Driving around the Provence countryside can be a harrowing experience or a whole lot of fun. It can be expensive or really reasonable. Both pleasure and cost depend on how well you plan and how you approach each day.
That, in any case, is what my wife, Kathy, and I have found after three months of poking around in search of slow lane adventures in the region.
After renting cars several times, for anywhere from three to seven days, we're getting a sense of both how to pace ourselves and plan in ways that also stretch our dollars. Here's what we'd suggest to make the most of your stay:
1) If you're renting a car, book as far ahead as possible
We have found that Orbitz gives us the most flexibility and best prices. But that's only when we book early. The cost differences between renting a week ahead or a day or two ahead are sometimes staggering. And since Orbitz demands no deposit at the time of booking, there's no disincentive for booking early.
How big are the cost differences? On March 31, I used Orbitz to book a mini Europcar in Aix-en-Provence starting a week later, on April 7. The cost, for a three-day rental, was a mere $21 a day, the best deal I could find. In mid-travel, Europcar allowed me to extend for a fourth day for only slightly more than the initial daily rate. But had I waited and rented the same car two days before our planned travel, we would have had to pay more than twice as much each day. And had I rented the same day? I checked Orbitz on Monday, April 7, to see what a one-day, same-day rental of a mini would cost. The answer: $83, just slightly less than we paid for four.
2) Rent small
We're finding that we love renting minis, particularly the Fiat 500. There's good reason. As Kathy, our family map nut, said as we zigzagged up and away from the Mediterranean village of Cassis, "You need to be on one white road a day -- it will keep you alert."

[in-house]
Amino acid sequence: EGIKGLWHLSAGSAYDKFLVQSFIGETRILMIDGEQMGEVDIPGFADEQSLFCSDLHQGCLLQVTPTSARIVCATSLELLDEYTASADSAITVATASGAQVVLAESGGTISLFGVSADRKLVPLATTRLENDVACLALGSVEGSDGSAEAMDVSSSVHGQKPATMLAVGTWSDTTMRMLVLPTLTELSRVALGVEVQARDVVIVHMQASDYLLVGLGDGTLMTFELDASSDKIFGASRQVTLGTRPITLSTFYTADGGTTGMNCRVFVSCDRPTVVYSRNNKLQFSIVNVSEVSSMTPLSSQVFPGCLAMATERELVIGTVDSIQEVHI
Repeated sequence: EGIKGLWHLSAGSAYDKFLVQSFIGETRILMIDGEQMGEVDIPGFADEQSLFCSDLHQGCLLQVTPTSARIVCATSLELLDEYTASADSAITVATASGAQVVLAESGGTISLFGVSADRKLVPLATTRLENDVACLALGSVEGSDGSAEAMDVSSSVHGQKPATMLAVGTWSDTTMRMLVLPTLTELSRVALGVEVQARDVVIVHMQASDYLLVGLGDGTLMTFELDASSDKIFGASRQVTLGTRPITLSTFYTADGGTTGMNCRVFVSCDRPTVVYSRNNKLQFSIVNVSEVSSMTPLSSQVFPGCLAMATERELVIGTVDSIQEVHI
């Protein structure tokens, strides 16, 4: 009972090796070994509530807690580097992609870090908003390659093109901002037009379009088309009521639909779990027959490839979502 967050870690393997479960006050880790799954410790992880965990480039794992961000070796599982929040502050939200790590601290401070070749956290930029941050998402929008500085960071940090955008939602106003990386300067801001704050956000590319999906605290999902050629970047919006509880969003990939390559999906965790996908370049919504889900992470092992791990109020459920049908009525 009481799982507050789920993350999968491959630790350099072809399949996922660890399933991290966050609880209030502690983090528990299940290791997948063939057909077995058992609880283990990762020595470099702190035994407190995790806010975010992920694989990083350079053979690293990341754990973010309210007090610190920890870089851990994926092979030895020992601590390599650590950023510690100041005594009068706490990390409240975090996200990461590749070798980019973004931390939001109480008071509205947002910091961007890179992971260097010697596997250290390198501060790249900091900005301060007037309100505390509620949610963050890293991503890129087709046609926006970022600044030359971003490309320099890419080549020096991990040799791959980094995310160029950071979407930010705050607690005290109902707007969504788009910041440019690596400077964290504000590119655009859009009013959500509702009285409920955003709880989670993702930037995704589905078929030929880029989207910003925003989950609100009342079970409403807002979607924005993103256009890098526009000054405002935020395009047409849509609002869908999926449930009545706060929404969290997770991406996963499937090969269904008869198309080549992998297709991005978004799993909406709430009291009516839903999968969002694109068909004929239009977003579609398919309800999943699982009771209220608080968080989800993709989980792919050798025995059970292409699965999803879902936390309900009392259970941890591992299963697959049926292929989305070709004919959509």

But I'd also like to stay alive. That's where the minis come in. These white roads are the smallest of three types that crisscross Michelin's 45 yellow French Departements maps. Usually they have no center line. Often they have no shoulder. Sometimes, a ditch runs alongside. And from time-to-time, they narrow to a single-lane wide. Minis are small enough to maneuver the back roads without fear -- no, make that with less fear -- of oncoming traffic.
They also, of course, cost less.
3) Know what insurance your credit card provides
Rental car companies charge a lot for insurance. Had I gotten insurance through Europcar, I would have had to pay about $17.20 a day. Even Orbitz's partner, Allianz Global Assistance, charges $9 a day. But many U.S. credit card companies provide complete coverage as long as you reject the insurance offered by the carrier. Be sure to check before you leave home. There are a lot of banged up cars on the road in France, so you don't want to just wing it.
4) Don't rent at airports
Airport rentals invariably cost more. The rates at Aix's high-speed train (TGV) station outside of town also are higher than the rates at car rental agencies inside the city.
5) Buy good maps
Really seeing Provence always involves more than getting from one place to another. A GPS system can find you the most direct route, but it won't necessarily take you on the most interesting. For that you'll need Michelin's yellow Departements map, which cost a bit more than $6 each. The Michelin maps mark scenic routes in green. They also let you plan your own journey.
"This is what I don't get about a GPS; it doesn't let you make mistakes and find your own way," Kathy said today after what we thought was a wrong turn onto D232 turned into a beautiful drive across a Luberon Mountain plateau between Saignon and Buoux.